Currently, I am reading Women Who Glow in the Dark: A Curandera Reveals Traditional Aztec Secrets of Physical and Spiritual Health by Elena Avila, a registered psychiatric nurse and curandera. The book is about her journey from a young, poor Mexican American growing up in El Paso, Texas to one of the most respected curanderas (faith healers) in the United States.
Curanderismo is something I have been drawn to for awhile now as it integrates the whole body, mind and spirit into the treatment of illness. It’s history is fascinating and comes from the blending of indigenous, African, and European cultures in the “new world”. There is a heavy emphasis on plants, the natural world, spirituality, community and tradition (ancestors) and when done correctly it is really quite effective.
Much of the book has resonated with me as I too grew up on the border of two cultures and faiths and have struggled with my own path/identity. I could babble on about this topic forever so if you have an interest feel free to message me, but for the sake of the blog I want to focus on one thing that really caught my eye: the power of names.
According to Elena the identity of our soul is very much tied to our name. In some cultures it is forbidden to name the child while it is still in the womb. In Judaism you are not to name a child until it has lived for eight days which is when the soul enters the body or to give the child the name of a friend or relative who is still living. Some cultures (such as the Aztecs) name their children based on the calendar or leave the job of naming children to the elders who can read souls. Everything in folk healing is charged with meaning and because I studied literature/lanuage in college this way of looking at disease and health really makes sense to me.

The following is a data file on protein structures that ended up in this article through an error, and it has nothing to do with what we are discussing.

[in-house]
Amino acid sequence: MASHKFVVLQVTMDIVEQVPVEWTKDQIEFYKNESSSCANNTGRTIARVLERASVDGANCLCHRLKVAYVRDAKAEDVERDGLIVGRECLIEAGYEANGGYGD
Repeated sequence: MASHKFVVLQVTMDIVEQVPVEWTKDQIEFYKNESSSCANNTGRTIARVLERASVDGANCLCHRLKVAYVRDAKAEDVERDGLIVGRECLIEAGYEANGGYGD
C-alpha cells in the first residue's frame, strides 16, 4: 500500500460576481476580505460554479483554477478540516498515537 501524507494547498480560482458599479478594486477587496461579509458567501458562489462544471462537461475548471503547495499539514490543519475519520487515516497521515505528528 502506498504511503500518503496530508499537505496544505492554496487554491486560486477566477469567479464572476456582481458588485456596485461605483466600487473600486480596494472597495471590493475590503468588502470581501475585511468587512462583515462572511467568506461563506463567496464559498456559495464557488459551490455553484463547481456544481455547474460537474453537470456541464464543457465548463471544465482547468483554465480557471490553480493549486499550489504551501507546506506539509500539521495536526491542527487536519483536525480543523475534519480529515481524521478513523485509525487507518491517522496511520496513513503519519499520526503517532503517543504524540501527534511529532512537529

My name is Alejandra Isabel, I also have a Hebrew name which is Sarah. Recently, I asked my mother why she chose this name. She said it was one of several names she liked along with Rebecca, Rachel and Sarah (all Hebrew names), but when she saw how light skinned I am she gave me the name Alejandra because she wanted people to know I am hispanic. She was an activist during the Chicano movement and fought hard so that her children would not have to be ashamed of their roots. I also recently discovered that the name Alejandra means, “defender of mankind” which as a second generation activist and wannabe healer tickles me pink. Isabel is a name that has been in our family for over 400 years and is also the middle name of my mother and grandmother. Her family converted from Judaism to Christianity before being expelled from Spain during the inquisition and it was the name of Isabel the Catholic the queen responsible for their displacement. It is a name that occults and protects and means “God’s promise”. Finally, there is Sarah which I chose myself as a young girl and is also a family name. My paternal great-grandmother was named Sarah and noone knows much about her so I feel carrying her name is the only connection we have. Sarah means “lady” or “princess” which is the part of myself that I would like to honor more.
My name when combined is who I am at my best: A strong female advocate.
Do you feel connected to your name? If not, what would you change it to?